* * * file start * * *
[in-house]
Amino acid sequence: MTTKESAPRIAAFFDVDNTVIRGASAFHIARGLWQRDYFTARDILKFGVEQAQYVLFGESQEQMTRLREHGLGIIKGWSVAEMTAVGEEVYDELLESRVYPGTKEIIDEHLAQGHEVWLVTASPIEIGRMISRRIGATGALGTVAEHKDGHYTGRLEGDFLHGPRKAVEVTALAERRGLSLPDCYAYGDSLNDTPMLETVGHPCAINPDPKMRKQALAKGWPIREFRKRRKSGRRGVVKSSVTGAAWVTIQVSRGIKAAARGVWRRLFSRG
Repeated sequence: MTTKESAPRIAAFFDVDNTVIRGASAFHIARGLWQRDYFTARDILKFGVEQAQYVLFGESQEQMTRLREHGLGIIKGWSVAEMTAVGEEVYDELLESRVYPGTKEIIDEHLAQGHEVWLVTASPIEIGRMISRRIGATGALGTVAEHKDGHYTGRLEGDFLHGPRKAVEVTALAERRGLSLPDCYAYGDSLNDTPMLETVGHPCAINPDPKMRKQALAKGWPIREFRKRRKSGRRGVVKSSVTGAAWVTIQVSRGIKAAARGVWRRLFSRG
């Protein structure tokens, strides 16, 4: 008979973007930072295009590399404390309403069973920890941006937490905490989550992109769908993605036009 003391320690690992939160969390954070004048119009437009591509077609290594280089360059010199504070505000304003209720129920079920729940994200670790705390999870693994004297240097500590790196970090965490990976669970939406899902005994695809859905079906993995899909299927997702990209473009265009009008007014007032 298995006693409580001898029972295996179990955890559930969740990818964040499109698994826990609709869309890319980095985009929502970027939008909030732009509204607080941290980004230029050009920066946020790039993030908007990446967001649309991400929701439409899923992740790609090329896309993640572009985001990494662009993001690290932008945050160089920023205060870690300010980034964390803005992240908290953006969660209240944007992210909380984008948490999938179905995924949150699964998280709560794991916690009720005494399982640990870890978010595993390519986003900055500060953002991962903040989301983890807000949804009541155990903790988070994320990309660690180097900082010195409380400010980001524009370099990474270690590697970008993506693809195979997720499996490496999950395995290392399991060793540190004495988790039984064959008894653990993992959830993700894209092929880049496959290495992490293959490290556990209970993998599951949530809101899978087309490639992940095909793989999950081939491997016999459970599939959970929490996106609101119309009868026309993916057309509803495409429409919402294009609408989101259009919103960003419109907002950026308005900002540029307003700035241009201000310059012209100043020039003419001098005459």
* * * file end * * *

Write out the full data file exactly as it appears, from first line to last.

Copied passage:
[in-house]
Amino acid sequence: MTTKESAPRIAAFFDVDNTVIRGASAFHIARGLWQRDYFTARDILKFGVEQAQYVLFGESQEQMTRLREHGLGIIKGWSVAEMTAVGEEVYDELLESRVYPGTKEIIDEHLAQGHEVWLVTASPIEIGRMISRRIGATGALGTVAEHKDGHYTGRLEGDFLHGPRKAVEVTALAERRGLSLPDCYAYGDSLNDTPMLETVGHPCAINPDPKMRKQALAKGWPIREFRKRRKSGRRGVVKSSVTGAAWVTIQVSRGIKAAARGVWRRLFSRG
Repeated sequence: MTTKESAPRIAAFFDVDNTVIRGASAFHIARGLWQRDYFTARDILKFGVEQAQYVLFGESQEQMTRLREHGLGIIKGWSVAEMTAVGEEVYDELLESRVYPGTKEIIDEHLAQGHEVWLVTASPIEIGRMISRRIGATGALGTVAEHKDGHYTGRLEGDFLHGPRKAVEVTALAERRGLSLPDCYAYGDSLNDTPMLETVGHPCAINPDPKMRKQALAKGWPIREFRKRRKSGRRGVVKSSVTGAAWVTIQVSRGIKAAARGVWRRLFSRG
């Protein structure tokens, strides 16, 4: 008979973007930072295009590399404390309403069973920890941006937490905490989550992109769908993605036009 003391320690690992939160969390954070004048119009437009591509077609290594280089360059010199504070505000304003209720129920079920729940994200670790705390999870693994004297240097500590790196970090965490990976669970939406899902005994695809859905079906993995899909299927997702990209473009265009009008007014007032 298995006693409580001898029972295996179990955890559930969740990818964040499109698994826990609709869309890319980095985009929502970027939008909030732009509204607080941290980004230029050009920066946020790039993030908007990446967001649309991400929701439409899923992740790609090329896309993640572009985001990494662009993001690290932008945050160089920023205060870690300010980034964390803005992240908290953006969660209240944007992210909380984008948490999938179905995924949150699964998280709560794991916690009720005494399982640990870890978010595993390519986003900055500060953002991962903040989301983890807000949804009541155990903790988070994320990309660690180097900082010195409380400010980001524009370099990474270690590697970008993506693809195979997720499996490496999950395995290392399991060793540190004495988790039984064959008894653990993992959830993700894209092929880049496959290495992490293959490290556990209970993998599951949530809101899978087309490639992940095909793989999950081939491997016999459970599939959970929490996106609101119309009868026309993916057309509803495409429409919402294009609408989101259009919103960003419109907002950026308005900002540029307003700035241009201000310059012209100043020039003419001098005459």